What would be, in your opinion, the best and healthiest solution to prepare this soil for cultivation for the first time? Is there something like soft tilling, that would not disturb the soil a lot?

Thanks, permies. I learned a lot from you here. You are the best.


We've been using a meadow creature broadfork
There is some discussion about broadforks here at permies broadforks
A broadfork will help aerate and 'fluff' the soil...not turn or mix the layers. Using one when the soil is the right moisture is tricky though...too dry is impossible here and too wet damages the tilth, especially for a clay soil....the second time around, after the first forking, is a joy...

We are using one on very compacted soil that has no rocks and it is hard but working well.....On the compacted area (50' by 50') I was able to plant oats and chicory and daikon radish before much of the grasses and weeds came up in the spring so what we haven't forked is mostly oats and chicory and radish and now I planted buckwheat just before mowing the oats and it is up nicely too.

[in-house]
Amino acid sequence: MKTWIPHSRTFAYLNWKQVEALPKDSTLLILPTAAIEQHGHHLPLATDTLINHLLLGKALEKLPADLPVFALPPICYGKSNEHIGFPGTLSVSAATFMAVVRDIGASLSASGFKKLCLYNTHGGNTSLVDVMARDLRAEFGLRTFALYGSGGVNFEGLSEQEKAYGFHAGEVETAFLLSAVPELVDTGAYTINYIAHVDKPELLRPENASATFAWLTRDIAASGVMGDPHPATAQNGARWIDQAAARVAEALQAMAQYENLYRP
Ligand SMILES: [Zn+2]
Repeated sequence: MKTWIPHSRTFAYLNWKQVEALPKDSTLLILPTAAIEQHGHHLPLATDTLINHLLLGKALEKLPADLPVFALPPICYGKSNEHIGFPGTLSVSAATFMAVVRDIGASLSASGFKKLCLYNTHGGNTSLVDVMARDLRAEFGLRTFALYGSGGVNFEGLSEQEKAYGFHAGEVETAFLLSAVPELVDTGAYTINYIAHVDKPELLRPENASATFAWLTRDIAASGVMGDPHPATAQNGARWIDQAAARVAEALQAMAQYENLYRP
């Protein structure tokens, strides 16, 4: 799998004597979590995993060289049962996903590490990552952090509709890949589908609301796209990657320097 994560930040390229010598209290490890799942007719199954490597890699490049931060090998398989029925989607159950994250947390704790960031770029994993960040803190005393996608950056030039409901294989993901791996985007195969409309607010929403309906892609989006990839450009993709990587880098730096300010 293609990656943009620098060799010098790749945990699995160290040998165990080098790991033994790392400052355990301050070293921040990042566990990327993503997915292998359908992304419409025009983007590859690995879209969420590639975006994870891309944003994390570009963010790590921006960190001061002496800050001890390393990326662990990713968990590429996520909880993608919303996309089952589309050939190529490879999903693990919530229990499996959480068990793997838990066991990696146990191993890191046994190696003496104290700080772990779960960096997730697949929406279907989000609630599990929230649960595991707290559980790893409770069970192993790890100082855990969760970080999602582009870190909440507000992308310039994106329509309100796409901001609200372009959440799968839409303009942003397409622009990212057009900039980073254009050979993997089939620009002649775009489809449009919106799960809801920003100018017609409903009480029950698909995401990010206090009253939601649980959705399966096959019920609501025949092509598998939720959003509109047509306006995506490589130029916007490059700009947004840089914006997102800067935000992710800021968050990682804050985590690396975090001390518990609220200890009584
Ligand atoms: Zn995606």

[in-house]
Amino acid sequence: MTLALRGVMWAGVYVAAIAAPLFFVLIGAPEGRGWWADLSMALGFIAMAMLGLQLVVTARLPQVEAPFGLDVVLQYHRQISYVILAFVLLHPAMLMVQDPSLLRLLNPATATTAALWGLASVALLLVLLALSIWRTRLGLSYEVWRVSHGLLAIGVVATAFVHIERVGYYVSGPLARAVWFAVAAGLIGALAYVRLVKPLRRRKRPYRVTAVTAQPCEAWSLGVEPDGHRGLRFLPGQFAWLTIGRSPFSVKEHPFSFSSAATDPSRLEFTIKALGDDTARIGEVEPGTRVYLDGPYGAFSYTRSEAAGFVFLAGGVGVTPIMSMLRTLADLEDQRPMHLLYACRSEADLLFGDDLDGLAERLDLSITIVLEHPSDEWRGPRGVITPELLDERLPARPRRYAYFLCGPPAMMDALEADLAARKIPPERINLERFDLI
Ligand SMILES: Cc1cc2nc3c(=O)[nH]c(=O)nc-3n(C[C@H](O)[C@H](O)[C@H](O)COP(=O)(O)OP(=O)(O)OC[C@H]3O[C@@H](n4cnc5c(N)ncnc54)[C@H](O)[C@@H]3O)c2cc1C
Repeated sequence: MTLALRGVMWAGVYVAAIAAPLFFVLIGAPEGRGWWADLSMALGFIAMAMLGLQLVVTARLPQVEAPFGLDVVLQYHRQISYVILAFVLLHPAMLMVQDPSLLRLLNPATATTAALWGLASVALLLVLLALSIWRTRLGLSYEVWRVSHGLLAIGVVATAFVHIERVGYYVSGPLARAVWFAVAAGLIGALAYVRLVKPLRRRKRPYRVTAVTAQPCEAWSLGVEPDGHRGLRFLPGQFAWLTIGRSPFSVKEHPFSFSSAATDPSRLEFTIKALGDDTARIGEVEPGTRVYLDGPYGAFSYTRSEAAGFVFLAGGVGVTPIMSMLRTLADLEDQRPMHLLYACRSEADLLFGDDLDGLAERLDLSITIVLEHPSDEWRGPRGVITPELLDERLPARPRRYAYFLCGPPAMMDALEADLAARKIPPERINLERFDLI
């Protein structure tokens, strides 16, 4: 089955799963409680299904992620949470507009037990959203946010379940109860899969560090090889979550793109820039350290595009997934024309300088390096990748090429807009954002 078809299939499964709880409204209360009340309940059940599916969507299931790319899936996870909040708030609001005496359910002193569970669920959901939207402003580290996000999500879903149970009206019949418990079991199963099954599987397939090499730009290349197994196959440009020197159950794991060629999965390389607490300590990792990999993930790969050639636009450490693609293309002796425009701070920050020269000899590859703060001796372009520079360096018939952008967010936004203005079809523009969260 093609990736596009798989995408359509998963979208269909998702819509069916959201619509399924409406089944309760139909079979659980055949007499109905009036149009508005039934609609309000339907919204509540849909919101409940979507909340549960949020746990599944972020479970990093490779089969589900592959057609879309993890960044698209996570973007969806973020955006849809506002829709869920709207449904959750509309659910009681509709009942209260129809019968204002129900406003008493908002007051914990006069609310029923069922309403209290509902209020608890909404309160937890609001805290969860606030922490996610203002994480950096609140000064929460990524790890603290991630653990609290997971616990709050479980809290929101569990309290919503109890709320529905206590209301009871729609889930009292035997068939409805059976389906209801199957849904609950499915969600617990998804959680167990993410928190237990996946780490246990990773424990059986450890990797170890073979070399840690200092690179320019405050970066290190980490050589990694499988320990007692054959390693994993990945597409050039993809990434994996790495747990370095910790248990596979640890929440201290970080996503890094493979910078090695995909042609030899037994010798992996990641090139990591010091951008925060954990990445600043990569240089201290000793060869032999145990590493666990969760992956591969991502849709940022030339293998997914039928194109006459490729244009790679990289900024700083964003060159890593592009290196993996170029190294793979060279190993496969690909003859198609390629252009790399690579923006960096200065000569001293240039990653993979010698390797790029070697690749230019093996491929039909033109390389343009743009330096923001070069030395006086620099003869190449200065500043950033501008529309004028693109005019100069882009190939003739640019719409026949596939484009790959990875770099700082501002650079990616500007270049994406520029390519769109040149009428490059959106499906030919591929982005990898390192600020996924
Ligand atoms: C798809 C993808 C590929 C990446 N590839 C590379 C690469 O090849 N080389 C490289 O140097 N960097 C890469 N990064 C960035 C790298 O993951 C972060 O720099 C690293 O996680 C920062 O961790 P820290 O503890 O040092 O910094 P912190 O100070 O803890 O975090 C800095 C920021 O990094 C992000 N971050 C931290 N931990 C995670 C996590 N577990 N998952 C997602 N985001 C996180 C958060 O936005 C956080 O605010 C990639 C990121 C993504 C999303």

The forked beds are growing well, tomatoes, sweet potato, chard, melons, beans and cucumbers...there is still some grass to keep cutting back but I think we'll win this one
 
Joseph Lofthouse
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If it were me, and I had the equipment... I'd use a plow to turn over the soil and bury the grasses and many rhizomes too deep to re-sprout. Followed by disking...

 
Dylan Mulder
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Location: North Carolina